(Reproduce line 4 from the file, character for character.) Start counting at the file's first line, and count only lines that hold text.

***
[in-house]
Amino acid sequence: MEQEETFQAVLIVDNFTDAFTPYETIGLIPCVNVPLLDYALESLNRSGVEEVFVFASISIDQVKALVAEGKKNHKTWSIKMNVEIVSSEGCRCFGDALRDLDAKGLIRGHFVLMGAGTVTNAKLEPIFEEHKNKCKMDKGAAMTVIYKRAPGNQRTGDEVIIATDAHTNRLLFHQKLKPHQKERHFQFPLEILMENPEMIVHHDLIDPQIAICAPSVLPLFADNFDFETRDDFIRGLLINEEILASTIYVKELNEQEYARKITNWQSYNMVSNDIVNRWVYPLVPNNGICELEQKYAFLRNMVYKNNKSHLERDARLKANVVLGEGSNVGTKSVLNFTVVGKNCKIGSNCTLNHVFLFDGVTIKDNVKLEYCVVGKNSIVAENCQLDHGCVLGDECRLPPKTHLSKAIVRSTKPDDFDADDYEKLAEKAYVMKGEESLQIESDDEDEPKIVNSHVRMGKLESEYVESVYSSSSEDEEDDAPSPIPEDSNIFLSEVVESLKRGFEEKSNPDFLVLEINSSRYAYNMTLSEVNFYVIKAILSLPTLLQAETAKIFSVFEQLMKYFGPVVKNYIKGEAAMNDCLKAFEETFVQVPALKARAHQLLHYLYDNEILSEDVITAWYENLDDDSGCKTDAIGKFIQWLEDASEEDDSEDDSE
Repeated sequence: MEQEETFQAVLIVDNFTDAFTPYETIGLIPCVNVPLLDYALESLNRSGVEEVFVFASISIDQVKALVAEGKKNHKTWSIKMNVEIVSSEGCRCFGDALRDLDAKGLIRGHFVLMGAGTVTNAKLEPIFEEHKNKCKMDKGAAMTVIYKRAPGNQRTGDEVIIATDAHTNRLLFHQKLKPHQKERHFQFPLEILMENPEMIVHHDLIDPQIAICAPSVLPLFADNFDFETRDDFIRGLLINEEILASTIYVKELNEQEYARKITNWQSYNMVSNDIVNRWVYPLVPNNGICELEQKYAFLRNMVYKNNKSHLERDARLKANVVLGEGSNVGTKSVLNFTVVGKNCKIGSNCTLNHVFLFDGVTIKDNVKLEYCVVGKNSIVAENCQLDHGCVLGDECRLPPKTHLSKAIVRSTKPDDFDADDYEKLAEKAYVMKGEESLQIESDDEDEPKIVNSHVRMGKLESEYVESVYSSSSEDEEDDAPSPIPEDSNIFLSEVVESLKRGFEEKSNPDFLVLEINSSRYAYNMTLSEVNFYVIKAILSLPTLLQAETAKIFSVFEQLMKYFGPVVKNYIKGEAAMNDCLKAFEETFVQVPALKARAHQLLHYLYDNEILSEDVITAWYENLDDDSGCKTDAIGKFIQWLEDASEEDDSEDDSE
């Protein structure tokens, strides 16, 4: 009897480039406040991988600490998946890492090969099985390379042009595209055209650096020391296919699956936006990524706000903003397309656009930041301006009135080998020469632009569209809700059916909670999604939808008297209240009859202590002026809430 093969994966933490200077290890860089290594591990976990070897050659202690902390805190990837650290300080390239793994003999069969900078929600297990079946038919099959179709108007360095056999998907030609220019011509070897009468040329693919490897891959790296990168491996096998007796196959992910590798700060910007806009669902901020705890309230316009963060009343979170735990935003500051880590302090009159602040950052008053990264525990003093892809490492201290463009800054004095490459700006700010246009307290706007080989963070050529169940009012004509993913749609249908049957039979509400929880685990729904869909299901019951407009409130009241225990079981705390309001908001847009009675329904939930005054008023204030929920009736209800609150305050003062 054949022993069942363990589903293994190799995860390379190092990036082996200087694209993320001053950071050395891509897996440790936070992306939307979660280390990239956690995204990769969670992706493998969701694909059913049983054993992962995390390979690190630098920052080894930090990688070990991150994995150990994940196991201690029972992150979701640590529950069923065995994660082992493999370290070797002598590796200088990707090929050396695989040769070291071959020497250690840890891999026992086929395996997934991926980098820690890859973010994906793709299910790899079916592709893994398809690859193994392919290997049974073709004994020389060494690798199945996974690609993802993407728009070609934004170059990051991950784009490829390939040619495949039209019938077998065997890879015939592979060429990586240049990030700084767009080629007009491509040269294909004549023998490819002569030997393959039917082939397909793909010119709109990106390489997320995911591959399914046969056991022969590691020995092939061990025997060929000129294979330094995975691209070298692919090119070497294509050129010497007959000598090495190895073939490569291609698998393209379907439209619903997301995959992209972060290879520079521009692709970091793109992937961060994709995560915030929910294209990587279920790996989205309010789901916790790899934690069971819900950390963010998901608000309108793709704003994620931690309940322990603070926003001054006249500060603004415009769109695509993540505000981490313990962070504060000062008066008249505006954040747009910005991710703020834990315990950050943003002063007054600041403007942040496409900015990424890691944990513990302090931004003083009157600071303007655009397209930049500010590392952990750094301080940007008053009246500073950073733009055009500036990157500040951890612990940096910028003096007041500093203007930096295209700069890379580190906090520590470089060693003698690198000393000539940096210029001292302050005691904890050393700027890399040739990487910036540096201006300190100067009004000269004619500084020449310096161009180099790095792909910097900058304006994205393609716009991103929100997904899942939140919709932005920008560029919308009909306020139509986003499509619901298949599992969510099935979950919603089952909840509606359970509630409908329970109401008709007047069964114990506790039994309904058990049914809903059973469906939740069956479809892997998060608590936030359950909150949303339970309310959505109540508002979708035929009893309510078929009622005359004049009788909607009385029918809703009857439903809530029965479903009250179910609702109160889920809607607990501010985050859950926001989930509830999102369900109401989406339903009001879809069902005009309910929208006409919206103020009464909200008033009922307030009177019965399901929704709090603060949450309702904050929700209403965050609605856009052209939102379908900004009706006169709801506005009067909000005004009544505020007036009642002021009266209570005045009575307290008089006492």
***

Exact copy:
């Protein structure tokens, strides 16, 4: 009897480039406040991988600490998946890492090969099985390379042009595209055209650096020391296919699956936006990524706000903003397309656009930041301006009135080998020469632009569209809700059916909670999604939808008297209240009859202590002026809430 093969994966933490200077290890860089290594591990976990070897050659202690902390805190990837650290300080390239793994003999069969900078929600297990079946038919099959179709108007360095056999998907030609220019011509070897009468040329693919490897891959790296990168491996096998007796196959992910590798700060910007806009669902901020705890309230316009963060009343979170735990935003500051880590302090009159602040950052008053990264525990003093892809490492201290463009800054004095490459700006700010246009307290706007080989963070050529169940009012004509993913749609249908049957039979509400929880685990729904869909299901019951407009409130009241225990079981705390309001908001847009009675329904939930005054008023204030929920009736209800609150305050003062 054949022993069942363990589903293994190799995860390379190092990036082996200087694209993320001053950071050395891509897996440790936070992306939307979660280390990239956690995204990769969670992706493998969701694909059913049983054993992962995390390979690190630098920052080894930090990688070990991150994995150990994940196991201690029972992150979701640590529950069923065995994660082992493999370290070797002598590796200088990707090929050396695989040769070291071959020497250690840890891999026992086929395996997934991926980098820690890859973010994906793709299910790899079916592709893994398809690859193994392919290997049974073709004994020389060494690798199945996974690609993802993407728009070609934004170059990051991950784009490829390939040619495949039209019938077998065997890879015939592979060429990586240049990030700084767009080629007009491509040269294909004549023998490819002569030997393959039917082939397909793909010119709109990106390489997320995911591959399914046969056991022969590691020995092939061990025997060929000129294979330094995975691209070298692919090119070497294509050129010497007959000598090495190895073939490569291609698998393209379907439209619903997301995959992209972060290879520079521009692709970091793109992937961060994709995560915030929910294209990587279920790996989205309010789901916790790899934690069971819900950390963010998901608000309108793709704003994620931690309940322990603070926003001054006249500060603004415009769109695509993540505000981490313990962070504060000062008066008249505006954040747009910005991710703020834990315990950050943003002063007054600041403007942040496409900015990424890691944990513990302090931004003083009157600071303007655009397209930049500010590392952990750094301080940007008053009246500073950073733009055009500036990157500040951890612990940096910028003096007041500093203007930096295209700069890379580190906090520590470089060693003698690198000393000539940096210029001292302050005691904890050393700027890399040739990487910036540096201006300190100067009004000269004619500084020449310096161009180099790095792909910097900058304006994205393609716009991103929100997904899942939140919709932005920008560029919308009909306020139509986003499509619901298949599992969510099935979950919603089952909840509606359970509630409908329970109401008709007047069964114990506790039994309904058990049914809903059973469906939740069956479809892997998060608590936030359950909150949303339970309310959505109540508002979708035929009893309510078929009622005359004049009788909607009385029918809703009857439903809530029965479903009250179910609702109160889920809607607990501010985050859950926001989930509830999102369900109401989406339903009001879809069902005009309910929208006409919206103020009464909200008033009922307030009177019965399901929704709090603060949450309702904050929700209403965050609605856009052209939102379908900004009706006169709801506005009067909000005004009544505020007036009642002021009266209570005045009575307290008089006492």